You WANT These Books: They Nearly Made Me Buy A Kindle!

In the 1970s, I was taking out a ton of books from the Brooklyn Public Library in the manner that has always served me best: by invoking serendipity.

I’d grab something that looked interesting and it’d usually open up an entire Dewey Decimal System category to me.

One of these books I never forgot — except for the damned title. And author.

After scraping my brain for a long time, a lot of searching on the Internet revealed the book’s title, the name of the writer, and also unlocked his biography, other works of his I’d never heard of, and a heartbreak: the writer had died just a few years before I discovered who he was.

His books weren’t available in e. In fact, they weren’t even still in print. I got copies via used booksellers at ABEBooks.

For the longest time I yearned to have these books in e. Would I have to scan them? At one point, I was very seriously thinking about tracking down his estate for the electronic publishing rights. Because his books deserve to be available eternally.

They are life-changing.

When I saw two of them came to the Kindle, I thought that sealed the deal for me: I’d buy a Kindle and finally have at least two of his books in e.

Today I decided to see if his books were finally available at the Sony Reader Store. They’re not. They’re still Kindle-only.

But I went to the publisher’s site to see if they’d mention ePub versions were coming.

No.

But I learned they’re putting even more of his books back into print!

The writer’s name is Max Gunther.

And Harriman House was smart enough to secure the rights from his estate.

And, unfortunately, the samples of two of his Kindle books I downloaded have poor formatting. The paragraphs lack indents so they nearly all run together as one block of text.

I wrote to the publisher several weeks ago about this but have gotten no reply.

However, the formatting is no longer an issue for me personally, since my experiments yesterday showed me I could do something about that using some tools I can’t otherwise publicize.

Anyway, you want these books!

In Kindle format:


The Luck Factor

and


How To Get Lucky

The first is an analysis of what “luck” is and how people have it.

The second is just about a How-To guide to creating “luck.”

I can see the skepticism out there. These are extremely down-to-earth and practical books. These are not positive thinking books or airy-fairy con games like The Secret. Get those preconceptions out of your head.

Any other book you’ve read about “practical” luck is a rip-off of these two. Gunther pioneered this field. No one else did it before him — and no one since has done it as well as he did.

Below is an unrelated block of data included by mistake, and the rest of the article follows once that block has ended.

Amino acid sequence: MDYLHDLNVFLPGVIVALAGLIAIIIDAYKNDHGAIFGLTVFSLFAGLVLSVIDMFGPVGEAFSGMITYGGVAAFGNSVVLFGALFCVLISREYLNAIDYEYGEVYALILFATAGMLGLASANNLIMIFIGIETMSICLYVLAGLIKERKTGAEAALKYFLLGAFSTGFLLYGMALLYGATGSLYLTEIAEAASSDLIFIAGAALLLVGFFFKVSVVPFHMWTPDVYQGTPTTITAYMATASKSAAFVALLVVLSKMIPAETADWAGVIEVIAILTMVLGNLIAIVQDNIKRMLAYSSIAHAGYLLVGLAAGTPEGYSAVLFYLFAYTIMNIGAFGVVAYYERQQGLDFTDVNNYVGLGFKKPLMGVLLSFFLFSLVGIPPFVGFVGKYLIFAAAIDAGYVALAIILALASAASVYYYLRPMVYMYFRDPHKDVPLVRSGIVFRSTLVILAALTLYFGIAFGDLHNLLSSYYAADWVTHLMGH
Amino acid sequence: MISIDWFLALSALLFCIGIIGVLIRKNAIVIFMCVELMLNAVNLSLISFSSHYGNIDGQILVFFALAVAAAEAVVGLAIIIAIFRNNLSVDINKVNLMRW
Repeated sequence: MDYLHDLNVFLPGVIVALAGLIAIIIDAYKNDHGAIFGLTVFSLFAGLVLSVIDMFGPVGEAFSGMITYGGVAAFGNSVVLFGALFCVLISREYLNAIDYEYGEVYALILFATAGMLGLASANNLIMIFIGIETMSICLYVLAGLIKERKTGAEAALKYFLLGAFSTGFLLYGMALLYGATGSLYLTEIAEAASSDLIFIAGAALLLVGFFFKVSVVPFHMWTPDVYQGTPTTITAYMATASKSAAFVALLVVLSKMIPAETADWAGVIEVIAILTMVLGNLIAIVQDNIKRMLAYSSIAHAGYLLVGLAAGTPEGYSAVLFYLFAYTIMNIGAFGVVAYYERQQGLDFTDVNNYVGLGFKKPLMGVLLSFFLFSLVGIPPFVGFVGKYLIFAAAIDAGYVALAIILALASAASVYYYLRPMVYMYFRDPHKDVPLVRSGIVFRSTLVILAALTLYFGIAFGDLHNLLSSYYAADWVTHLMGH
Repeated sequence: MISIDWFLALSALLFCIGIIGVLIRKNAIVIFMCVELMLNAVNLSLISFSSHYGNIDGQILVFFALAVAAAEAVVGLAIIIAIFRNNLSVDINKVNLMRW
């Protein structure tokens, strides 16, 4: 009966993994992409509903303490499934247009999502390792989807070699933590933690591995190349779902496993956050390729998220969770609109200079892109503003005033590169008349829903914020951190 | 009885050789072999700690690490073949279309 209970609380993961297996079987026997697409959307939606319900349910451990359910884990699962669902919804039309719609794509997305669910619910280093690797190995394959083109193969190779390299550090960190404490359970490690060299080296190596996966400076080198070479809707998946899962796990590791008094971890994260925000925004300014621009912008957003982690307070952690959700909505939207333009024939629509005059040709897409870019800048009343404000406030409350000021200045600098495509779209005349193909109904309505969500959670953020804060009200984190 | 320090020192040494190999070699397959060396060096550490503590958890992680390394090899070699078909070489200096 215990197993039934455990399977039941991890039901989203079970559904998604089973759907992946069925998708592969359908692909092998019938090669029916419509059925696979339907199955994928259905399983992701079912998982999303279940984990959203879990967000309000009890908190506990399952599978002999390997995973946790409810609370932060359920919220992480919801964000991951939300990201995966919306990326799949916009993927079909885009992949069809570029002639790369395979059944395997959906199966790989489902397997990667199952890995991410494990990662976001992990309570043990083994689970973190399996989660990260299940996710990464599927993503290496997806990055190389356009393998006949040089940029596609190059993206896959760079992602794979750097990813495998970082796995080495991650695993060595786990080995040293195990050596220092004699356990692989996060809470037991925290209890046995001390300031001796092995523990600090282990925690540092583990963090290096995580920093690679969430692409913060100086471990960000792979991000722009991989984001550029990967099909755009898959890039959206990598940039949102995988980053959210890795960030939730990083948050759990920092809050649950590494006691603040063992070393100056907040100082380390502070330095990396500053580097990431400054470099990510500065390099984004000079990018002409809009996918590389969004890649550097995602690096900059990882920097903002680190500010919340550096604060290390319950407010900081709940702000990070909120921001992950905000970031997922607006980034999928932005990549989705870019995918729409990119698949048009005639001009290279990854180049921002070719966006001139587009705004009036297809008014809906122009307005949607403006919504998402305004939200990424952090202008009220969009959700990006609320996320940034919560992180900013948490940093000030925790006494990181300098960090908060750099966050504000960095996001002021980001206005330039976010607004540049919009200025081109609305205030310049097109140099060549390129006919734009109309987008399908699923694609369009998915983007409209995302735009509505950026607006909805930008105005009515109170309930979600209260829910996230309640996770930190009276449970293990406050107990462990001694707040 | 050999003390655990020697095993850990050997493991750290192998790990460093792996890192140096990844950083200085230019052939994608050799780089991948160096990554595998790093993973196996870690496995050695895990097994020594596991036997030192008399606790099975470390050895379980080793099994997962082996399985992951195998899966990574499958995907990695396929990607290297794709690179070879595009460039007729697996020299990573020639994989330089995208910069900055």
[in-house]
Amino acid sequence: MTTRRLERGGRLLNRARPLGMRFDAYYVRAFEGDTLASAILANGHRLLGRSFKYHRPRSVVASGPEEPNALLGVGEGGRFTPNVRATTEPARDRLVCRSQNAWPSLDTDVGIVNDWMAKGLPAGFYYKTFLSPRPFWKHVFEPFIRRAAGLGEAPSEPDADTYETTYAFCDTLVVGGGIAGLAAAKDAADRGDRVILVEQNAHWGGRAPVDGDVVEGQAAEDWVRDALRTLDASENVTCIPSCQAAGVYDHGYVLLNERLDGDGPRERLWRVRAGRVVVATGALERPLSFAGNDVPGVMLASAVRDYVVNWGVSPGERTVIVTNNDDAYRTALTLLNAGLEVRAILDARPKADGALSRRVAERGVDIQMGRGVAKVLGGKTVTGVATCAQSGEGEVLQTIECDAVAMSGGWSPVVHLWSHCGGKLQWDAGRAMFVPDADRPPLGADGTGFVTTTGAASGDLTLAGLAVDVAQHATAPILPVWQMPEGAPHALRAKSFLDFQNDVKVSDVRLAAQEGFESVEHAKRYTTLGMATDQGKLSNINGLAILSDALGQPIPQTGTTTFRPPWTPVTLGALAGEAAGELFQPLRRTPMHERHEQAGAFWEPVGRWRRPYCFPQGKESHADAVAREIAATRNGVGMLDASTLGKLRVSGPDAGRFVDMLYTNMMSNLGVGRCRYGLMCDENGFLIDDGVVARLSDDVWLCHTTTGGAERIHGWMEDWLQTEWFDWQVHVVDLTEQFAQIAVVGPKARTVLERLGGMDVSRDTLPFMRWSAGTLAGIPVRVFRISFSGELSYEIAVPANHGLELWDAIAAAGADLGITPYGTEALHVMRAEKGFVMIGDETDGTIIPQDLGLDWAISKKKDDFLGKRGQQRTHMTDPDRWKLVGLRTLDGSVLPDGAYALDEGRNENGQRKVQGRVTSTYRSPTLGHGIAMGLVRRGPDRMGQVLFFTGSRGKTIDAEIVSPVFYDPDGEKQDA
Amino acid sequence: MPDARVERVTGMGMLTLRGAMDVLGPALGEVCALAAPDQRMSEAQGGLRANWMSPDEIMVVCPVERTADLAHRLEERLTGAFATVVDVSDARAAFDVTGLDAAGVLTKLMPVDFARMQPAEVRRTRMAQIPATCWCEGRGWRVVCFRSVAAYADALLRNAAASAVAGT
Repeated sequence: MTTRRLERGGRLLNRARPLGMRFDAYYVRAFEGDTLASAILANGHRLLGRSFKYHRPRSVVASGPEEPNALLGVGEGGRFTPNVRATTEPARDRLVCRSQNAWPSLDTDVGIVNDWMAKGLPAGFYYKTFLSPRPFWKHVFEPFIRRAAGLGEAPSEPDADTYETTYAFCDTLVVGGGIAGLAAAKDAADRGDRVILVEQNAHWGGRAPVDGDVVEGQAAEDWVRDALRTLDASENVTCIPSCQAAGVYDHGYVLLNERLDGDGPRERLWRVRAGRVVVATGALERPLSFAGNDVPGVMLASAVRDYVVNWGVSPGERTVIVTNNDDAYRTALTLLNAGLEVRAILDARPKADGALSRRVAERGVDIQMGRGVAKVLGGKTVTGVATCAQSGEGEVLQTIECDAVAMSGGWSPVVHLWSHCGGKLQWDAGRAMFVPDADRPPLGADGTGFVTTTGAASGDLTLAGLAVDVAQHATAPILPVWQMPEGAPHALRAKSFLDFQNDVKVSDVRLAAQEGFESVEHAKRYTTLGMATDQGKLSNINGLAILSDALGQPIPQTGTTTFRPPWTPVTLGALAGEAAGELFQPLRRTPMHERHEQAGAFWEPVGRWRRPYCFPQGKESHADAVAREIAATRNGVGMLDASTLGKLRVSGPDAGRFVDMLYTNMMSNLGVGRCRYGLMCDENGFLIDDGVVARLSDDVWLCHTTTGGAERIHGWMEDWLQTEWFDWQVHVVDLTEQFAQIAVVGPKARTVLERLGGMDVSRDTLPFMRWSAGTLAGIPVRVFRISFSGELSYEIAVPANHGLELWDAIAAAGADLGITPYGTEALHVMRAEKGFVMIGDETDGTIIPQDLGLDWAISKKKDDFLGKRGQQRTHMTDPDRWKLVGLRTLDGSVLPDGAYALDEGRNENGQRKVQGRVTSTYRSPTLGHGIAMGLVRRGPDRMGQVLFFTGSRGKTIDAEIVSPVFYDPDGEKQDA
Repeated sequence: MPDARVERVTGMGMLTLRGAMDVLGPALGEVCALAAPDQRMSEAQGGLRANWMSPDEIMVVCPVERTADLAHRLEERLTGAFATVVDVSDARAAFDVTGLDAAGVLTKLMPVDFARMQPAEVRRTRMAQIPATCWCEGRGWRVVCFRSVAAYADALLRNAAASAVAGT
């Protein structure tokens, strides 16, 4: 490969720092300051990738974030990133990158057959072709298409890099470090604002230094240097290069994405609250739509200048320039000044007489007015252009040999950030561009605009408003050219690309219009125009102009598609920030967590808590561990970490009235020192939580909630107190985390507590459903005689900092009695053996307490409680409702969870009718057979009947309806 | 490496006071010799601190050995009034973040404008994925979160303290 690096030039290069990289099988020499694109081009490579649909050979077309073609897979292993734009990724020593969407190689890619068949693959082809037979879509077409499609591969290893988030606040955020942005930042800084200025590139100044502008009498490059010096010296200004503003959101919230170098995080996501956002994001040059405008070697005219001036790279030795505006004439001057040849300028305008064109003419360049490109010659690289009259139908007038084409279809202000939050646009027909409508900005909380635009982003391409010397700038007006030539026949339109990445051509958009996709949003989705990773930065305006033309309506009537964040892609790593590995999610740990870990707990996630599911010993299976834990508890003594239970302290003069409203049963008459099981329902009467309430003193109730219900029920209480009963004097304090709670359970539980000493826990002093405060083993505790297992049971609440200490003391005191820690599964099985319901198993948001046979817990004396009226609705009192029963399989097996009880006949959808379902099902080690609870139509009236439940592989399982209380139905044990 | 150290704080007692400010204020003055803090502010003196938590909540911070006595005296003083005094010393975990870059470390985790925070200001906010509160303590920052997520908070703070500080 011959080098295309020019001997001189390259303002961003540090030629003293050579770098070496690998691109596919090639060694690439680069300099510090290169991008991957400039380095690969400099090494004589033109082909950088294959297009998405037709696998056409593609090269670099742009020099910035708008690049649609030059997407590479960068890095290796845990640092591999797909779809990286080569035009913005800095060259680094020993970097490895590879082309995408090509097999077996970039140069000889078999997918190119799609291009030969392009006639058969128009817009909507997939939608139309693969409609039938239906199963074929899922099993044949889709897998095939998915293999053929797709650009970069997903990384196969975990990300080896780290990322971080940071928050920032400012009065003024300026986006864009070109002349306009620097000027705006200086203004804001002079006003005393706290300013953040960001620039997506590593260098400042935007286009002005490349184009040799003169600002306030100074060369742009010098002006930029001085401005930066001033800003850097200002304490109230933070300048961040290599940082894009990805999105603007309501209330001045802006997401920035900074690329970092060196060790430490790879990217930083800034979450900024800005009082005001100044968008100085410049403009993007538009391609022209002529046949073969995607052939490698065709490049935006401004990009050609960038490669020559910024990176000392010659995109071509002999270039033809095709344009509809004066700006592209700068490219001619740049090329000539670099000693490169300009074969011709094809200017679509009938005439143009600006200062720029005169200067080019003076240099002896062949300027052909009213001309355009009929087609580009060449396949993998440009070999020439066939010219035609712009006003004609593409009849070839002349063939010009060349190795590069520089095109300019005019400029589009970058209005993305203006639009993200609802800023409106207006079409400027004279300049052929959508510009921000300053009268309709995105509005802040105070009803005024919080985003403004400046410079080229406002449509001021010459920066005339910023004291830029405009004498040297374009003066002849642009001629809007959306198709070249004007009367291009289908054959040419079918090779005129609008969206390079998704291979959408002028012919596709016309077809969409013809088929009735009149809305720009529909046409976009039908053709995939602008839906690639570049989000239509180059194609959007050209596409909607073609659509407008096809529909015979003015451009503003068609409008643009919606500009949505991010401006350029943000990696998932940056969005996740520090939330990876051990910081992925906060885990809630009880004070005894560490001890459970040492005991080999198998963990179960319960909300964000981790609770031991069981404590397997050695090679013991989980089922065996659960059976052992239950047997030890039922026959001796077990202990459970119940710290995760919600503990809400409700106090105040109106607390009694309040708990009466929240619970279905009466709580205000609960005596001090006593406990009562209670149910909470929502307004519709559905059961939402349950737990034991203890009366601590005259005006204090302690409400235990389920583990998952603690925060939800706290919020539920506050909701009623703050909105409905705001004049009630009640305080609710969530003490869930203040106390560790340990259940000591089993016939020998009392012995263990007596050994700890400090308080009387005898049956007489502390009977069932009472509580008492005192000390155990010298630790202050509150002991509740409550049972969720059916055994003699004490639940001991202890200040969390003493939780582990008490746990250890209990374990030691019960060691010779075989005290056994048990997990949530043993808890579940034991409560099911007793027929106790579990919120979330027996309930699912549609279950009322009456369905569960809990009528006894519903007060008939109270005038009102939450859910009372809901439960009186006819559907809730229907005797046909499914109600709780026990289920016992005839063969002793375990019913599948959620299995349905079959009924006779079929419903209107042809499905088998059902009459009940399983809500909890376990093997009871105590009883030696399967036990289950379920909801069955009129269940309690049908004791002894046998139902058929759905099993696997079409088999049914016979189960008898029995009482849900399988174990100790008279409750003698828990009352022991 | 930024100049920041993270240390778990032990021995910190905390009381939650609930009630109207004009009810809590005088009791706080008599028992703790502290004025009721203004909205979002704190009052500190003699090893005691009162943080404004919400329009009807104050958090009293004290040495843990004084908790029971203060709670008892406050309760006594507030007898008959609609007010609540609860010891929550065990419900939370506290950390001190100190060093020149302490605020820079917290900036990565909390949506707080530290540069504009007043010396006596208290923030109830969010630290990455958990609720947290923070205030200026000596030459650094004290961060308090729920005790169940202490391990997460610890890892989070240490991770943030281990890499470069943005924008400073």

But neither of these is the book I picked up at the BPL that stunned me decades ago. It was this one, not yet available in e but finally back in print:


The Very, Very Rich and How They Got That Way

These are profiles of very rich people that go into some detail of how they got that way. None of these are self-serving blowhard vanity tales, either. Gunther wrote these books back when you actually had to be an adult in order to get rich. So there’s no bragging, no ego, no look-at-me-ism in these chapters. The cleverness of some of them will leave you marveling. They make it seem so damned simple! Of course, it’s not. Like Sherlock Holmes explaining his deductions and making it seem retrospectively as if “anyone” could do that, Gunther explains how these people did it. It’s a wonderful, memorable book you will re-read several times.

The only Gunther non-fiction book (he also did fiction) I don’t have yet is The Zurich Axioms.

That book was so impactful that people nearly ripped off the entire book in dribs and drabs on many, many financial websites. I never got it because used editions were both rare and very expensive!

You want the first three books I mentioned.

And I want you to go to the Kindle Store and grab the Samples of the first two. If the formatting is still bad, I want you to complain to Amazon and to email the publisher to complain. They must be done correctly. The books deserve that. And I think the publisher wants that too — since they were so impressed by Gunther’s work that they snapped up the rights!

I also want you to go to the Amazon Bookstore listing for The Very, Very Rich book and hit the “Tell the Publisher! I’d like to read this book on Kindle” link so they’ll put that one in e too.

Go! Now! Do it!

You will remember these books for a long, long time and be very glad you got them.

Update: Books On Board has them in ePub! Prices are not the best for 2 of 3:

How to Get Lucky: $9.98
The Luck Factor: $12.10
The Zurich Axioms: $15.72 (!!!)

5 Comments

Filed under Amazon Kindle, Writer, Writing

5 responses to “You WANT These Books: They Nearly Made Me Buy A Kindle!

  1. I want ’em, all right! Yes, the formatting in the samples is as you described and eats doggie dicks. Jesus, if *I* can put a frigging Kindle book together, you’d think a publisher could.

    But I really appreciate the tips here. I may just buy the paperbacks and be done with it, but I do want ’em.

    • mikecane

      I don’t know why K formatting is so prone to that paragraph indent error. I see it over and over again. In my experiments yesterday, I had to go from K to RTF as an intermediate step to ePub to get the frikkin para indents to work.

      • I got the indents to work with my second version of the Taos Soul Kindle book. Since I was submitting an HTML file, I wrote a CSS style to indent the paragraphs and align ’em left.

        The default paragraph indent for Kindle is tiny, and I don’t know what measurement that is. Why there should be no indent whatsoever is another question.

  2. Twobits

    I found them in ePub format at BooksonBoard, though they seem to cost a little bit more then Amazon.

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